A multibillion-dollar proposal to build a massive storage lake above Roxburgh and Millers Flat for a pumped hydro storage scheme that could produce electricity in a dry year is to be revisited.

It comes from a Government push to have 100 per cent renewable electricity in New Zealand by 2035 and is recommended by the Independent Climate Change Committee, commissioned by the Government to report on accelerated electrification.

Its report, which also considers electrifying up to half of New Zealand's vehicle fleet by 2035 and increasing the amount of renewable energy used instead of coal or gas, recommends investigating the possibility of pumped hydro storage (PHS) as a way to reduce New Zealand's greenhouse gas emissions.

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The best known proposal in New Zealand for a PHS facility, and one that would meet the size of a dry-year need, was to build a new dam on Lake Onslow and a tunnel down to Lake Roxburgh.

The Onslow project was first mooted in 2005 by Earl Bardsley, of the University of Waikato's science and engineering faculty.

Associate Prof Bardsley said an expanded Lake Onslow for a PHS scheme would add about 50sqkm to the lake's 8sqkm surface and have storage capacity of about 5000 GWh - bigger than the maximum energy storage of New Zealand's hydro lakes combined.
Pumped systems operate as conventional hydro-power stations during periods of high electricity demand by releasing stored water from the upper reservoir (Lake Onslow, in this case) through turbines into the lower reservoir (Lake Roxburgh).

During periods of low demand, the upper reservoir is recharged by using lower-cost electricity from the grid to pump water back to the upper reservoir.

A spokesman for Energy and Resources Minister Megan Woods said the Government would announce by the end of the year who would investigate the potential for PHS in New Zealand.

The report said the cost of the Onslow project was "uncertain", but could be between $2.2billion and $4.2billion.

However, pumped schemes carried "large local environmental consequences" and had "substantial impacts on the landscape."

Projections for the spread of the expanded Lake Onslow. Graphic/ODT/John Culy Consulting.
Projections for the spread of the expanded Lake Onslow. Graphic/ODT/John Culy Consulting.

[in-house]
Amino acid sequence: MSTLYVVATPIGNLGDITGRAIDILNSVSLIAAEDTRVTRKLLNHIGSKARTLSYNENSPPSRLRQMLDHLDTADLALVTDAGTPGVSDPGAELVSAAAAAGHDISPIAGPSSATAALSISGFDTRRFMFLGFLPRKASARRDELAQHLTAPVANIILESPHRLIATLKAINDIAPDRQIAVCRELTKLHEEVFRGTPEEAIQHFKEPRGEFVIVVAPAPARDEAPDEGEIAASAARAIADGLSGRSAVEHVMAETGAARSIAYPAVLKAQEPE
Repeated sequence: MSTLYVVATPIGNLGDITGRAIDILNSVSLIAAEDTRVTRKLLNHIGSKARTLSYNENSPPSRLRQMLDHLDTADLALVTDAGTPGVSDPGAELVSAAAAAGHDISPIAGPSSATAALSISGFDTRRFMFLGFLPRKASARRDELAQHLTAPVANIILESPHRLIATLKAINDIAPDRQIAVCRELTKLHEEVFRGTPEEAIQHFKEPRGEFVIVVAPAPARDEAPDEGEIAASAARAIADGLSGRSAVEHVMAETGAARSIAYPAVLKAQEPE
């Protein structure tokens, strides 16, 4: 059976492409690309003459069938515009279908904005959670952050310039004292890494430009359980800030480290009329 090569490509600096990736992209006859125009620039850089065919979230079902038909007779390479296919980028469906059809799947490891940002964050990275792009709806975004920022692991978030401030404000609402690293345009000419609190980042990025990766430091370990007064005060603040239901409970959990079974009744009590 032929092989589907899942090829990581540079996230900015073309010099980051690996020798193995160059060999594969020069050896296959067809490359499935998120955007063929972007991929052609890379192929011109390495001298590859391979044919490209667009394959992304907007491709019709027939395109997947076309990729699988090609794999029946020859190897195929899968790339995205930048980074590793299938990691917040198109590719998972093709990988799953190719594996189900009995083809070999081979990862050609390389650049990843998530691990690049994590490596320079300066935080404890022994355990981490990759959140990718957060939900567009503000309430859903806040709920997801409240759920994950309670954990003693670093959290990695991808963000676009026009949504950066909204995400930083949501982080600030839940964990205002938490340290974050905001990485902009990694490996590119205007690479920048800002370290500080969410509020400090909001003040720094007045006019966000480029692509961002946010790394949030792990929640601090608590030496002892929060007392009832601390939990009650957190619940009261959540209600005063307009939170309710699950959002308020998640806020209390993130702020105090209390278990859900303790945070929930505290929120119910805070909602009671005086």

Prof Bardsley said if an Onslow scheme was used to buffer the transition to electrification then "it really would be a big deal nationally - changing our energy scene forever".

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He said transitioning to a low-emissions economy in New Zealand would require a "significant increase" in energy storage capacity.

"The only practical option is pumped storage, most probably at Onslow. Preliminary evaluations ... should start as soon as possible because of the long lead time between project consenting and completion for large civil engineering projects".

Prof Bardsley said Onslow pumped storage was "only an option which might not ever be taken up. If constructed, it would not be any time soon and not before full consultation and open discussion".

The ICCC report said any investigation into the Onslow proposal would "need to consider environmental, social and cultural implications" of pumped hydro options, not just technical and economic effects.

Pioneer Energy owns and operates a hydro scheme on the Teviot River, which drains from Lake Onslow, and Contact Energy owns and operates a hydro scheme at Lake Roxburgh.

Representatives from both companies said they were aware of the Onslow PHS proposal, but it was too early to comment before the new study was concluded.

• This story is part of the Otago Daily Times contribution to Covering Climate Now, an international campaign by more than 170 media organisations to draw attention to the issue of climate change ahead of a United Nations summit on September 23. To read more ODT coverage, go to odt.co.nz/climate